GAC or otherwise, your app isn't going to find anything if it references a different version than what you have installed.  There are two options if realigning the deployed version isn't an option.  Either change "Specific Version" to false in the reference properties in Visual Studio or do a policy redirection.  I actually recommend the latter since big companies will include policies for the GAC that point old references to newer versions.  On the flip side, changing specific version to false will let your app load any version including an ancient one which might give you all sorts of strange errors.

 The New Problems - 32 Bit, 64 Bit and the Platform Target Configuration

It's the last cause that is the inspiration for this post since it has now bit me multiple times.  In my case i was referencing Oracle.DataAccess.dll from Oracle's data provider for .net.  ODP.net throws in some additional variables like PATH and "ORACLE_HOME" environment variable dependencies that threw me off correctly debugging the problem.  After double checking that the dll was in the GAC, and then even copying the dll to the app folder in desperation, I still was getting the error in question.  The error also included the phrase "or one of its dependencies" which kept doubling me back to a PATH problem.  In retrospect I really don't ever remember a case where this error was caused by a dependent dll so I'm not sure why I put so much stock in that route.

Finally I got my wits back and loaded a consistent savior, Sysinternals Process Monitor.  I don't know why I'm so slow to use this tool some times.  Maybe it's the 5 minutes you have to spend getting the filters right, but 9 times out of 10 it more or less tells me exactly what is wrong.  Sure enough I saw the program trying to find my dll in GAC_32.  Why is it looking for a 32 bit dll when we are on a 64 bit machine with the 64 bit oracle provider....you dumb-ass I thought to myself, knowing that I had seen this before.  Sure enough the task manager showed the infamous *32 next to my process.  I went back to visual studio and looked that the build properties for my exe project - once again Platform Target was set for "x86".  I set it to "Any CPU", recompiled and the stupid world was right again.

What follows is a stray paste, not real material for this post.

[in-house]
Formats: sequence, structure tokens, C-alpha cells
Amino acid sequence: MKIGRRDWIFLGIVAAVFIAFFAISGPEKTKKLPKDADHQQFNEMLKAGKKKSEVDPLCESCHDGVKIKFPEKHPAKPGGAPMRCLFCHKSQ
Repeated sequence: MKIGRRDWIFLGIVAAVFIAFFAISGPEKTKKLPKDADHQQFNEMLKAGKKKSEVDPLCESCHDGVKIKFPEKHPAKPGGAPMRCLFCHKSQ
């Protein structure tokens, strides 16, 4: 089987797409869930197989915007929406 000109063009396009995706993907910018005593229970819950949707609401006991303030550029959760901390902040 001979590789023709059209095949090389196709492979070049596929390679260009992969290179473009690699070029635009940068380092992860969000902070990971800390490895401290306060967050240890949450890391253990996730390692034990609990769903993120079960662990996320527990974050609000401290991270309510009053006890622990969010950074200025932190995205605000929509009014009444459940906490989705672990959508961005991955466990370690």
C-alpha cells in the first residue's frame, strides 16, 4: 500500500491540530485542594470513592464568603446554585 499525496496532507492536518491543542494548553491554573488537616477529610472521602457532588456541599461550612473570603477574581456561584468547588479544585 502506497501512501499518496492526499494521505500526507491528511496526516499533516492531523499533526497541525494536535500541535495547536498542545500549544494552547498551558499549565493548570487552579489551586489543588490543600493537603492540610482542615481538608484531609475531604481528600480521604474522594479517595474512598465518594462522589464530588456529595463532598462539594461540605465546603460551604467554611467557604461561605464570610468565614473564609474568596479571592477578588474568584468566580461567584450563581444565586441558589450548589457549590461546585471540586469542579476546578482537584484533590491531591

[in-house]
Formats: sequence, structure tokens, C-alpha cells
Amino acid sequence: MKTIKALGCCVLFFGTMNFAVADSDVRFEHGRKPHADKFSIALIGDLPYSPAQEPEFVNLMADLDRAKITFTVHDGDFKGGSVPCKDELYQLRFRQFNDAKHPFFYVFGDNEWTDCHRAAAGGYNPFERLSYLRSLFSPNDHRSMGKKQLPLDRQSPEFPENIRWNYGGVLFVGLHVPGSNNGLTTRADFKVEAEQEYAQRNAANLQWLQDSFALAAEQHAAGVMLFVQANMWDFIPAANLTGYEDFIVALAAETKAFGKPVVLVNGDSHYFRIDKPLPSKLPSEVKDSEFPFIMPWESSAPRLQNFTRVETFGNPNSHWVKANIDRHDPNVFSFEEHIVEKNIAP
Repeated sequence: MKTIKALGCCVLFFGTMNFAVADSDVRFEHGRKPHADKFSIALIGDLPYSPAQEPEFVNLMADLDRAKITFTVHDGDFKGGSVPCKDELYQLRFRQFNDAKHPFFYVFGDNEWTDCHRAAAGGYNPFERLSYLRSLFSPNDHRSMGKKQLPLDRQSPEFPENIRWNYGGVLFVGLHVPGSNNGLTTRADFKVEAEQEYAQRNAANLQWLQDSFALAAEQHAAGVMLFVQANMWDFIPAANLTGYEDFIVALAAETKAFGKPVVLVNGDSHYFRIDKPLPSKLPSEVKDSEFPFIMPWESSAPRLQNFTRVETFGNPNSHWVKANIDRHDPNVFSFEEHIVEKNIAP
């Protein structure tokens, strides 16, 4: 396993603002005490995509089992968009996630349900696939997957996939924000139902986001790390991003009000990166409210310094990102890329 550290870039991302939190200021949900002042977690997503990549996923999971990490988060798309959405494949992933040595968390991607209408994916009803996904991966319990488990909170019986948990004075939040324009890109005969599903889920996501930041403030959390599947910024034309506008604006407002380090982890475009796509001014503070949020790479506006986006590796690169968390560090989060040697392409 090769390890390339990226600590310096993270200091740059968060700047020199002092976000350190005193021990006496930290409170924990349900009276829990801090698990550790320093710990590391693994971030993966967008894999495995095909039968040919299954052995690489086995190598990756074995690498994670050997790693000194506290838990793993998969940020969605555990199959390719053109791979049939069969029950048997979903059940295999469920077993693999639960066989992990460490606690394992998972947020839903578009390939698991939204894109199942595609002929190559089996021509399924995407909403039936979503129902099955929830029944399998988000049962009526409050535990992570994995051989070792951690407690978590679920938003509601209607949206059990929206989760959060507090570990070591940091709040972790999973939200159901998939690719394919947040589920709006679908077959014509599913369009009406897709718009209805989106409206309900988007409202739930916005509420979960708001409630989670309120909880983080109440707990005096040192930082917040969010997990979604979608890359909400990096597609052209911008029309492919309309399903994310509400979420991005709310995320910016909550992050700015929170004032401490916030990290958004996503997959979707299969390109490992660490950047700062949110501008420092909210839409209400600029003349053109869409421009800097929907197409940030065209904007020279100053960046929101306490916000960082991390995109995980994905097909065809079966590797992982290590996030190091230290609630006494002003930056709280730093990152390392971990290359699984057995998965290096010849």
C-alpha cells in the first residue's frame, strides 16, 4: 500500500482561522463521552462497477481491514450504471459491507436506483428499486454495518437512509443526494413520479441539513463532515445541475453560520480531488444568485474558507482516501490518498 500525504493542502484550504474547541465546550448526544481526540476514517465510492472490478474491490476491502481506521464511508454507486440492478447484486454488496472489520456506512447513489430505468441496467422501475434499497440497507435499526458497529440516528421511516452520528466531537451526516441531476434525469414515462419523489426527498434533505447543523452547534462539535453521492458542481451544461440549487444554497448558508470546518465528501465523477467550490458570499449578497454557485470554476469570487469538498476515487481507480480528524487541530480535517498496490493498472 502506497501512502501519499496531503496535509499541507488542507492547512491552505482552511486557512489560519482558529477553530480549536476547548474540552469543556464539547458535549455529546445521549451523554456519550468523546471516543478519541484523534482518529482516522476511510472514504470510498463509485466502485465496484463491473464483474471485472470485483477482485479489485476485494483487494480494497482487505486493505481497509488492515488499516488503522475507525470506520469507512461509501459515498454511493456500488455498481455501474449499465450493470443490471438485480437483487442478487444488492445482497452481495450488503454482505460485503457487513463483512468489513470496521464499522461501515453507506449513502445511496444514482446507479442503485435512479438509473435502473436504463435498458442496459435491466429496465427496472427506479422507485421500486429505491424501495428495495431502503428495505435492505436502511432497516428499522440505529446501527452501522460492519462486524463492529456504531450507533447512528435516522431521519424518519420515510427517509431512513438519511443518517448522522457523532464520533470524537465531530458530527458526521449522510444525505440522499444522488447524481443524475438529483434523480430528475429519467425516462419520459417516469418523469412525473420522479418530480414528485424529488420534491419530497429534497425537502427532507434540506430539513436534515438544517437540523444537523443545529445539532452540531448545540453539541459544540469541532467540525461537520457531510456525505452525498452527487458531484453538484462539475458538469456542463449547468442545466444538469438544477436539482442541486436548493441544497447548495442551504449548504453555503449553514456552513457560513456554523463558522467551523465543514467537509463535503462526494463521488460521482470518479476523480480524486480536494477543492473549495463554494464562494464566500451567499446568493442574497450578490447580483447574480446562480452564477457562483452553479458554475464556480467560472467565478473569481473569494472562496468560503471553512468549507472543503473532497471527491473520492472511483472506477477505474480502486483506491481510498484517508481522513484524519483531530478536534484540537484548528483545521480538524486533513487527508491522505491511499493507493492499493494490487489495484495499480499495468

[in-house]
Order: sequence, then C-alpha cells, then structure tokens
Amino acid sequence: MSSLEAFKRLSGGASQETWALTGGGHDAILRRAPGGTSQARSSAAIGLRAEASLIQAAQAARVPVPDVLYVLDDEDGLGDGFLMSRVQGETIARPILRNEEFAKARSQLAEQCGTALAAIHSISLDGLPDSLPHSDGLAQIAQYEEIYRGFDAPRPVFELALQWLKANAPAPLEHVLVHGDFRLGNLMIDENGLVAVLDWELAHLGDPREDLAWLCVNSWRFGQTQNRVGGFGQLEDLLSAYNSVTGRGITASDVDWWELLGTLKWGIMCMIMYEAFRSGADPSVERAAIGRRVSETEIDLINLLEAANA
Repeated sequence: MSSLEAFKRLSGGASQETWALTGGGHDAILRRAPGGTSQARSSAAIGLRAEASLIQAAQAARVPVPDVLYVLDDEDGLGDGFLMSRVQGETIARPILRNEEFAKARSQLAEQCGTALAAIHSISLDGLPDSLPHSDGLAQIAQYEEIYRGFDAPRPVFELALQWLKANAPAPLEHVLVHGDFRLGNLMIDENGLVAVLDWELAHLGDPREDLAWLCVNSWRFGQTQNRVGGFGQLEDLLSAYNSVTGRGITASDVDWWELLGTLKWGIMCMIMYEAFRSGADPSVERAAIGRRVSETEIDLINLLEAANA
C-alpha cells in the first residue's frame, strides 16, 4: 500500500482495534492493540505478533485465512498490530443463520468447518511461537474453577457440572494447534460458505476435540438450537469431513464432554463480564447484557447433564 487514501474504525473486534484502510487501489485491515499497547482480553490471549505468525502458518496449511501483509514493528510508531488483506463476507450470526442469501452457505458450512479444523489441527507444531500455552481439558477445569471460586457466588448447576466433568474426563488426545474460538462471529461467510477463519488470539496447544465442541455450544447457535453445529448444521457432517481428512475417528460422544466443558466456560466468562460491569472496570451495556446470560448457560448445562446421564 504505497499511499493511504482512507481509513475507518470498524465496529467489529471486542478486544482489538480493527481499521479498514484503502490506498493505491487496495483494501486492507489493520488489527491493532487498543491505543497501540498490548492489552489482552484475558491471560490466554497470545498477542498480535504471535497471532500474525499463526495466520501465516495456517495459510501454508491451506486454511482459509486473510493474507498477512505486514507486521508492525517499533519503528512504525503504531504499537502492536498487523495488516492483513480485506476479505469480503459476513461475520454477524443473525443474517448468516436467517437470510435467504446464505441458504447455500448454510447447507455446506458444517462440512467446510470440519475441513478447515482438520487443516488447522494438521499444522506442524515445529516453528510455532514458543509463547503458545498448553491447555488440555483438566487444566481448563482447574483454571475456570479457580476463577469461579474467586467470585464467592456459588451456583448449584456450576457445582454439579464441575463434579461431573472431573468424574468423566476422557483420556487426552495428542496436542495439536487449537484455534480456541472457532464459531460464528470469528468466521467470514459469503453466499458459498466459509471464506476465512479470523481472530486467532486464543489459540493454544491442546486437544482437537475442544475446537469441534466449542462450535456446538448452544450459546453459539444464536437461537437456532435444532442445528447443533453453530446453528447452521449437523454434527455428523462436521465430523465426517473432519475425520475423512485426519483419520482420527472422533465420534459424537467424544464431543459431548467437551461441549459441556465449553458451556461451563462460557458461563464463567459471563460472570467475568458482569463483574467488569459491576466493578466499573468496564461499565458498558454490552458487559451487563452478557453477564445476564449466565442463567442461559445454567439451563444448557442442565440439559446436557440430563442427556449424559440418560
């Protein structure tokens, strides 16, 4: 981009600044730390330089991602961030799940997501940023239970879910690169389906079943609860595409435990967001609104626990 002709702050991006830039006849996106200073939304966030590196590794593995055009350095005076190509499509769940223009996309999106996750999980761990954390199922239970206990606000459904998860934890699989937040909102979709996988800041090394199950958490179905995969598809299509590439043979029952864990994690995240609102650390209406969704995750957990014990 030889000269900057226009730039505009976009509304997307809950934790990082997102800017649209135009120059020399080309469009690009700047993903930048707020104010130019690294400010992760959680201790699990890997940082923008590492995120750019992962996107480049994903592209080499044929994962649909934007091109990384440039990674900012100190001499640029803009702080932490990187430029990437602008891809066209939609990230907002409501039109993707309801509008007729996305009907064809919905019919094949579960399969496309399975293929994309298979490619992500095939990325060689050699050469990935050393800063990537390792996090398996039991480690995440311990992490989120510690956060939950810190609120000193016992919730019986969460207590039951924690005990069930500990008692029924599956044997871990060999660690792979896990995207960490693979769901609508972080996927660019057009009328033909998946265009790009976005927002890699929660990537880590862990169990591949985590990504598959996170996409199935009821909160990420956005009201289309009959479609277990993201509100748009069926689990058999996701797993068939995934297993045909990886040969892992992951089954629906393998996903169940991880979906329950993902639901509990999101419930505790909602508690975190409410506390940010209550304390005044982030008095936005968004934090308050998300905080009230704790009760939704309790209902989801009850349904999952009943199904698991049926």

ORA-01036: Illegal Variable Name/Number Using ODP.net

If you've reading this you've probably been to several sites already and are just about ready to kill something. Why Oracle couldn't print the name of the parameter that you attepted to bind is beyond me, but after all this is a company that was very recently recommending "locator varibles." I'll be honest and say there is no magic bullet here. Compared to Sql Server's Profiler, Oracle's statement tracing functionality is not developer friendly and the ODP client side tracing is pretty worthless. I can really only give some tips for things to look for and some brute force debugging tactics.

To be clear, this is with Oracle's data provider (Oracle.DataAccess.Client) and not Microsoft's Oracle provider (System.Data.OracleClient). The Microsoft provider is being deprecated so it is not recommended that you follow some of the older suggestions of simply switching providers.

In short, this error is a catch all for some sort of mismatch between the parameters referenced in the command text, and the parameters added to the command object. To start there's a couple of simple things to look for: